Friday, November 6, 2020

Alberto Valentino & His Franklin Coupe

In previous posts I have detailed how Alberto Valentino gave a lifetime of interviews in his role as the only brother of Rudolph Valentino. One of his major talking points in every single interview... was his lamenting to interviewers that he and his sister Maria never got a penny from Rudolph's estate and only received a “few items” of “sentimental value”. After reading from the “Reporter's Transcripts”... or the court testimony... from the case Alberto brought against George Ullman, Alberto's claims are proven baseless. I add that these records are only publicly known about as I discovered official copies of about 1000 pages of them. The originals are still in the hands of the Valentino family and collectors.

The advances Alberto received against his future share of Rudolph's estate were all charged against Ullman when that second page of Valentino's will was discovered in 1930. Today, I address one small aspect of those advances which were absurdly held against Ullman by Alberto Valentino for some thirty years; with Alberto ..through a cruel legal loophole... trying to collect money from Ullman which he, Alberto spent and which Ullman advanced to him in good faith. (More about that in Affairs Valentino)

I address here specifically...the subject of Rudolph's Franklin Coupe. In this page of testimony, (below) the judge is clarifying that the “purchases” Alberto made at the estate auction were “charged as advances” against his future share. Alberto did not pay cash, out of his pocket, for his purchases. 


As we know all of those advances were about to be held against Ullman because a critical page of Valentino's will was then missing. One of Alberto's estate auction “purchases” which was charged against his “future share”... was Rudolph's Franklin Coupe.



A Franklin Coupe (above) in 1926, “...Final assembly took place in Franklin's home city of Syracuse, New York, and when this car reached a dealer in 1926, it cost $2,750, or an inflation-adjusted $38,025, a bit more than Packard's equivalent Six...” (today the exchange rate makes this car worth $41,115.95)

Bear in mind that the popular family car in 1926, the Ford Model T Runabout cost $360.00. So the car Alberto drove away, priced at auction at $2,100.00...(charged as an advance against his future share) was substantially more valuable than the average vehicle. The point to be made here is that while Alberto Valentino was driving around Los Angeles in his Franklin Coupe, he was having his lawyers pursue Ullman to pay him for the cash value of the car. How absurd is this?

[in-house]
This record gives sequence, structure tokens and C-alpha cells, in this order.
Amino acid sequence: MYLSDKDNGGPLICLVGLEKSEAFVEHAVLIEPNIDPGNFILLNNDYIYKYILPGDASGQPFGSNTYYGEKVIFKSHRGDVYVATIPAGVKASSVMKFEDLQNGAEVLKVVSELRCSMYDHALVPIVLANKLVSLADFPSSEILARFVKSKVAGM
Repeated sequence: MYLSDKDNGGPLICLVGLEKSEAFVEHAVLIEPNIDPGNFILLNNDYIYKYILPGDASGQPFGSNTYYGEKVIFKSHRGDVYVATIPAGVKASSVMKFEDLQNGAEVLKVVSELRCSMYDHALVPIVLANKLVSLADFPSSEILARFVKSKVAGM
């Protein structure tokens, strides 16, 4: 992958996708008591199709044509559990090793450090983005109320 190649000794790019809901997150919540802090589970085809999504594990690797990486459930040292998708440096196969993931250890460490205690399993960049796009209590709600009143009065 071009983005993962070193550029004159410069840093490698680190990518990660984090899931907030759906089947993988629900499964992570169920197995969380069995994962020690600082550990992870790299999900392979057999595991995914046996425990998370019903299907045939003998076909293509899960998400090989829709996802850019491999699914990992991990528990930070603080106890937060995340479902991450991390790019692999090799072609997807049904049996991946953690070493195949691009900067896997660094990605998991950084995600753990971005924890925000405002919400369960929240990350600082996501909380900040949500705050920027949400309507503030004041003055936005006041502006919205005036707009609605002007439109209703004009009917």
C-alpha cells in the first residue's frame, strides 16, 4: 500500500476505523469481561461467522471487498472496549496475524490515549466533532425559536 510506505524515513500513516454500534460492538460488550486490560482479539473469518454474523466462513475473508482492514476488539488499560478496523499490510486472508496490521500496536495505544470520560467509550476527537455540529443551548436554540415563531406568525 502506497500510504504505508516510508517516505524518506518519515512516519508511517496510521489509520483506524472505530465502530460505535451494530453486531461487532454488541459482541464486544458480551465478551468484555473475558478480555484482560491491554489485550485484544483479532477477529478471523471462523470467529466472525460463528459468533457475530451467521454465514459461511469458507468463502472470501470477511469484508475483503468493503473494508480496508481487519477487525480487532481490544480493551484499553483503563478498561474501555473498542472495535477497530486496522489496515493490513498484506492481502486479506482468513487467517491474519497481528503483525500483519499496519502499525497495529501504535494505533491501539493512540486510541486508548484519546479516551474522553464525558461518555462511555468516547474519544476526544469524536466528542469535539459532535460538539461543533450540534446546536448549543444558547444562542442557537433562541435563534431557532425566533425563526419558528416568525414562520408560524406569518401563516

When Alberto learned that second page of the will was found, which proved he had no future share of Rudolph's estate... logically he should have returned the Franklin Coupe to Ullman as an asset belonging to Jean Valentino. Technically, the Franklin Coupe belonged to Jean... but Alberto saw to it that the cash value of the car was added to the amount of the “advances” made to him by Ullman... in this instance in the form of that car. 

Add to this...While tooling about Los Angeles in the Franklin Coupe...Alberto then proceeded to viciously impugn Ullman as a villain for decades, claim he never got a penny and only insignificant items of sentimental value from the estate and tell anyone who would listen how lawyers took all the money so Jean had nothing. No, that is not what happened at all.

But did Alberto know all along the content of that second page of the will... did he know Jean was Rudolph's sole heir and that he as a brother had no stake in the estate other than a weekly allowance? Why did that second page of the will disappear?

And I can imagine Ullman's reaction seeing Alberto driving that Franklin Coupe... while he was being forced to pay the man for it out of his own pocket. Not such a small sentimental item I say.

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